Last week, Toyota made the announcement that it will be moving the production of its Toyota Tacomas exclusively to Mexico. While it has also been making Tacomas in its Baja California, Mexico plant for years, the San Antonio, Texas plant will stop making Tacomas by 2021.
It is reported that no jobs will be lost, as the San Antonio plant will continue making the Tundra, but will also take over the production of the Sequoia in 2022. Toyota did invest $1.3 billion in its Indiana plant (which currently makes the Sequoia). That did end up also creating 550 new jobs.
Toyota will continue to make the great mid-sized truck that we know and love, but it will now be a Japanese truck made exclusively in Mexico.
When it comes to your Tacoma, your seats are one of the very first things you and your passengers see when the doors are opened. Next to the floor mats, they also are subject to the most abuse, this is why they are one of the most common interior Tacoma mods out there. Works belts, tools, pants, bags, wet clothes, and more all constantly slide into and out of these seats. Cloth or leather will degrade over time. Let’s not forget about what the sun can do.
Seat covers can be a great way to change the way your seats look, cover up damaged seats, or protect your seats from getting destroyed. Toyota Tacomas are built tough, but even the toughest of materials will get damaged over time. Let’s take a closer look at some types of covers and some examples to help find what is best for your ride.
There are three main types of covers that we will be focusing on: throw, universal, and fitted. Each one can be made from a wide variety of materials such as vinyl, cloth, leather, and more.
Throw Seat Covers
Throw seat covers are basically seat-shaped bags that are designed to be thrown over your seats for quick and effective protection. Generally cheap, these are not fitted to any specific type of seat and therefore are not very attractive. They are ideal for when you know you’ll be going off-roading next weekend, and you don’t want mud on your seats. Throw them on, and when you get home, wash them or rinse them off (if the manufacturer allows), and tuck them away for the next time.
They are great for covering your back seats if you’re throwing things back there, or taking your dog for a ride and want to keep fur and muddy paws off the seats. These are utilitarian only, but do a good job at it, and won’t break the bank. You can get these from around $20 to $150 depending on how many, size, and material.
Universal Seat Covers
Universal seat covers are a tad more form-fitting compared to throw covers, but they won’t give you the snuggest of fits. These are generally purchased by vehicle size, such as “these will fit most small cars” or “these will fit most SUVs and mid-sized trucks.” These tend to have a more pleasing look to them and a wider range of materials, but they cost a bit more for that reason.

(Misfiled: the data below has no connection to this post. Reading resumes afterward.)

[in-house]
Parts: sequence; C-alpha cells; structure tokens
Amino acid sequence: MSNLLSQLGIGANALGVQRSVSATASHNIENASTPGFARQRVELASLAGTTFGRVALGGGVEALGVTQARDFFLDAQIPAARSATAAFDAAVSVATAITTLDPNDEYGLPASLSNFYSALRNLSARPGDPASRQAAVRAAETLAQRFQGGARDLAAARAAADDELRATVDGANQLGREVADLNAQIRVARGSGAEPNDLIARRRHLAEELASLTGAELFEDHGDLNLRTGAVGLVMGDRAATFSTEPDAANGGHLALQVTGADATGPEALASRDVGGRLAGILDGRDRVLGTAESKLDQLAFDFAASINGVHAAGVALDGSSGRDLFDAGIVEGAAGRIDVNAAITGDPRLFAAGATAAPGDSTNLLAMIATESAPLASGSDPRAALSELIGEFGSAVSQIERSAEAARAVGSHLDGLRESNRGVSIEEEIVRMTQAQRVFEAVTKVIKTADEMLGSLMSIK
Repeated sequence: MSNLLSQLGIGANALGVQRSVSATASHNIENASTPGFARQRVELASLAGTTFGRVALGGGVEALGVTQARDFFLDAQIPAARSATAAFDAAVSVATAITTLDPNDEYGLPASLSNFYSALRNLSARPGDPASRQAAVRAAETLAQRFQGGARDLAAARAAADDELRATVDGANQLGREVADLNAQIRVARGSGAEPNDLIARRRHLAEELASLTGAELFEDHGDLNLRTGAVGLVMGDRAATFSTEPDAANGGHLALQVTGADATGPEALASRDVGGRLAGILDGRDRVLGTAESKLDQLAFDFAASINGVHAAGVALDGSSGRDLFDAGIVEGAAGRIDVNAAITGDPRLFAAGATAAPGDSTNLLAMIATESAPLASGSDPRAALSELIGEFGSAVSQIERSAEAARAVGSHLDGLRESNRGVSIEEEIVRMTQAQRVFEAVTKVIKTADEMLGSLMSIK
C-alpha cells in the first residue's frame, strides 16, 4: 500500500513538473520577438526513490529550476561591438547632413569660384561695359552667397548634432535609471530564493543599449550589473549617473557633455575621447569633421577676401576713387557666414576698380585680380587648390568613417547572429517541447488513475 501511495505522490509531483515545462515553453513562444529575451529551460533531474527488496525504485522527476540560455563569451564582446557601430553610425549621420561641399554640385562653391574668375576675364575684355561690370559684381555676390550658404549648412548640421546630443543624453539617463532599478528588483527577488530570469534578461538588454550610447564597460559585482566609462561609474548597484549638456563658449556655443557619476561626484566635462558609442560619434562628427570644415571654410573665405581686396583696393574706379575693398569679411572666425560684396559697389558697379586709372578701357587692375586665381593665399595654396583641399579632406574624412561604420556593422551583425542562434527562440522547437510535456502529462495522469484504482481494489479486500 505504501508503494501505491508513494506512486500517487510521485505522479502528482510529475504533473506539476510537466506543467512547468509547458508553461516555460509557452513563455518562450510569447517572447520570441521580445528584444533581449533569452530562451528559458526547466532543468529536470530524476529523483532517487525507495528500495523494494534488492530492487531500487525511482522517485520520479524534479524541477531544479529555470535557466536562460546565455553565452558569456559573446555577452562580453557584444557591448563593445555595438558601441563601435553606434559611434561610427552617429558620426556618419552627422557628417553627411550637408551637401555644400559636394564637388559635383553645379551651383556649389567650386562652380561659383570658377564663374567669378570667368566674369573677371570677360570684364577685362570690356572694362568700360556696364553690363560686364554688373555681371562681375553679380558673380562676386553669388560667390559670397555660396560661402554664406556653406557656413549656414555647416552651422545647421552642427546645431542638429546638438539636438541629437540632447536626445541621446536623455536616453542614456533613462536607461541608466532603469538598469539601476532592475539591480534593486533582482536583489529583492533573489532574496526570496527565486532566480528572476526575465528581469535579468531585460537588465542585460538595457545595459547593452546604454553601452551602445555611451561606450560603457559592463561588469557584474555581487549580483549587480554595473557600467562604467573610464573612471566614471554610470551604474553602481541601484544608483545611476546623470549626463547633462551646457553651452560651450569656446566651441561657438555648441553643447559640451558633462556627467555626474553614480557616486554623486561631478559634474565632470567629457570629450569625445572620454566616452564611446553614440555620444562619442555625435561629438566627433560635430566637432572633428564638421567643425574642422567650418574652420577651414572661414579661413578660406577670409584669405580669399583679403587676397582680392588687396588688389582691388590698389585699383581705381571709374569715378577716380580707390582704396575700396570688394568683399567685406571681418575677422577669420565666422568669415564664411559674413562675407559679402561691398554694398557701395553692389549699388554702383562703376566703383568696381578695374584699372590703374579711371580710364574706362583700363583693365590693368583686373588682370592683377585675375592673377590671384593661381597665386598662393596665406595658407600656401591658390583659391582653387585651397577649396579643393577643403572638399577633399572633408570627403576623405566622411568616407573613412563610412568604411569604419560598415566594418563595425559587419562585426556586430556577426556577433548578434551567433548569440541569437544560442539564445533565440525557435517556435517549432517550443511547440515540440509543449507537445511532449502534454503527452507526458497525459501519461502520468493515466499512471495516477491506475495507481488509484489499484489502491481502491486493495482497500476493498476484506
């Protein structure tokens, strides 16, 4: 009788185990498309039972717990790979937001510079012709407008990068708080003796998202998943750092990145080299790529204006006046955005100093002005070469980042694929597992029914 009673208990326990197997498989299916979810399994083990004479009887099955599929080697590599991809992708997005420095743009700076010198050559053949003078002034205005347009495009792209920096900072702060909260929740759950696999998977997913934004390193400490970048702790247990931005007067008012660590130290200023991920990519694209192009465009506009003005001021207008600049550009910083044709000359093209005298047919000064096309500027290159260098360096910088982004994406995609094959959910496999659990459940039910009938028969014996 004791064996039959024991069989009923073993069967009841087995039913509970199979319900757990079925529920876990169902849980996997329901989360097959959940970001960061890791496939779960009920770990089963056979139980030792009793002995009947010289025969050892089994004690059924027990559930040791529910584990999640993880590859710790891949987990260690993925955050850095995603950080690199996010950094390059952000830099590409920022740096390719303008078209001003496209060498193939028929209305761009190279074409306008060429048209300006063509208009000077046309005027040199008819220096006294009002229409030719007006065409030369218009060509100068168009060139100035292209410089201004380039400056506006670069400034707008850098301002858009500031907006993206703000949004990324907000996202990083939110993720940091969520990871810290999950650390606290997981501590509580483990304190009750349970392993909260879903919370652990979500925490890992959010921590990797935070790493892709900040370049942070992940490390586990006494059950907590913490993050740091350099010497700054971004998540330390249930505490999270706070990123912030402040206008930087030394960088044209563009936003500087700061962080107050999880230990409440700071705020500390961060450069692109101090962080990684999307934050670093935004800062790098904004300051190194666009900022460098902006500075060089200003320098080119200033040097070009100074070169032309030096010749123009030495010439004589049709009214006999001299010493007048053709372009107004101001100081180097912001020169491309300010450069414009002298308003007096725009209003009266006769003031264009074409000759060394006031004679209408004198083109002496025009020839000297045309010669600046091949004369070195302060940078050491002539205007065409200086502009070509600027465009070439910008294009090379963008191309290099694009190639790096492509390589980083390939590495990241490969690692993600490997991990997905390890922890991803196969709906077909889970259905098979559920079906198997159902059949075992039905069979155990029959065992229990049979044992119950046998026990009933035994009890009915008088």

If you use your truck for work a lot and want to keep the seats looking good over time, these are a good option. Perhaps your truck is pretty beat up, but you just want it to look a bit nicer, these will take care of that as well. Washing a dirty seat cover, or replacing a ripped one is much cheaper and easier over an upholstery job on your actual seats. You can find these for around $40 to $170, again depending on the material, size, and how many.
Fitted Seat Covers
Fitted seat covers are for when you want a total replacement or a total upgrade. While they do serve the same function of protecting your stock seats by covering them up, most people get fitted covers when their stock upholstery is really bad, or you want to upgrade to a better or more durable material. An example would be upgrading to leather from cloth seats.
While they take a bit more effort to get them over your seats, they look like they came from the factory. These are generally going to cost around $200 or more, and are usually of higher quality materials.
Popular Toyota Tacoma Seat Covers
Here are some popular options based on search results, forums, and reviews!
Clazzio Tacoma Seat Covers
Clazzio is probably the most popular brand of Tacoma seat covers on the market. They are in no way the cheapest options, but Tacoma owners absolutely love the look and durability of them. Clazzio definitely has the most options available to further customize the look of your interior, including different leather types (perforated leather is my favorite), body color and stitch color. These typically run around $649, but are about a hundred dollars cheaper on Amazon.
Another popular brand of Tacoma seat cover is Coverking. While these are also not the cheapest, many owners love the wide range of material options from suede to leather and more, and each material has a few colors to choose from. The lowest price is around $200, and the highest is around $630. They are fitted to your truck for “guaranteed fit.”